MADRID – Spain sank deeper into recession in the third quarter, as a brutal austerity program hammered public spending and weak domestic demand piles pressure on the country to seek international aid.
Gross domestic product contracted by 0.3 percent from the second quarter, when it shrank 0.4 percent, final data showed on Thursday.
Spain's flagging economy, the fourth largest in the euro zone, is sharply in the market's focus on concerns the government cannot control its finances but remains reluctant to apply for European aid, which would trigger an ECB bond-buying program.
Spain urgently needs to seek a bailout, European Central Bank Governing Council member Luc Coene was quoted as saying in a Belgian newspaper on Thursday.
The government forecast for end-2012 is a 1.5 percent GDP contraction, though Economy Minister Luis de Guindos has said figures suggested the economy would perform better.
"It's true that Spain surprised on the upside because of strong exports which had a positive spillover on to investments. But, while it may provide some comfort for (Prime Minister Mariano) Rajoy, it doesn't change the challenges that Spain faces ahead." economist at Unicredit Tullia Bucco said.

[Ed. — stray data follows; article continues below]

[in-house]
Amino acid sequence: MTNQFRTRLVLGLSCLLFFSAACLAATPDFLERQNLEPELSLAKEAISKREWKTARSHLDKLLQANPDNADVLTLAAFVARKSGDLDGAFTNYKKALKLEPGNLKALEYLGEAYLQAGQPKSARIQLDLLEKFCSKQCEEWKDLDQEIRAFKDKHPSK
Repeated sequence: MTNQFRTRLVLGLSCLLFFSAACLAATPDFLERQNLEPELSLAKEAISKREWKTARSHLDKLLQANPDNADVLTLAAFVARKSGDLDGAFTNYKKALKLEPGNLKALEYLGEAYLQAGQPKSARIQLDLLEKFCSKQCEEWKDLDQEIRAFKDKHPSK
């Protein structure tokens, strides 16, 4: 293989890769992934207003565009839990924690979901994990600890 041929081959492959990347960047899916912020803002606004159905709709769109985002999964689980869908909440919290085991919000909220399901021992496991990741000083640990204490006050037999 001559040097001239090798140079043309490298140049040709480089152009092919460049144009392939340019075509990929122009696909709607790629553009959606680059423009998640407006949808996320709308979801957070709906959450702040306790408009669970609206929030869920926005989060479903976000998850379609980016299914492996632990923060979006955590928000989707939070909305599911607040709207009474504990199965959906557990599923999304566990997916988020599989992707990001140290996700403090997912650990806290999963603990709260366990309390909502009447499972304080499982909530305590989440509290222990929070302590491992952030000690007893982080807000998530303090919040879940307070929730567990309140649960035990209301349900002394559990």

Thursday's data showed GDP fell 1.6 percent year on year in the third quarter after contracting 1.4 percent in the second quarter, according to revised figures.
Prime Minister Rajoy's deep spending cuts and tax hikes along side multi-billion euro bank bailouts, have prompted widespread public outrage and fuelled country-wide protests.
Demonstrations in Spain and Portugal turned violent after millions took part in a mostly peaceful general strike on Wednesday in organized labor's biggest Europe-wide challenge to austerity policies since the debt crisis began three years ago.
Rajoy has introduced savings measures to end-2014 worth around 60 billion euro ($76.4 billion) to deflate a deficit which topped 9 percent of GDP in 2011 to below 3 percent by 2014.
On Wednesday, EU Economic and Monetary Affairs Commissioner Olli Rehn said Spain was on track for this year and next but needed to do more for 2014.
(Reporting By Paul Day; Editing by John Stonestreet)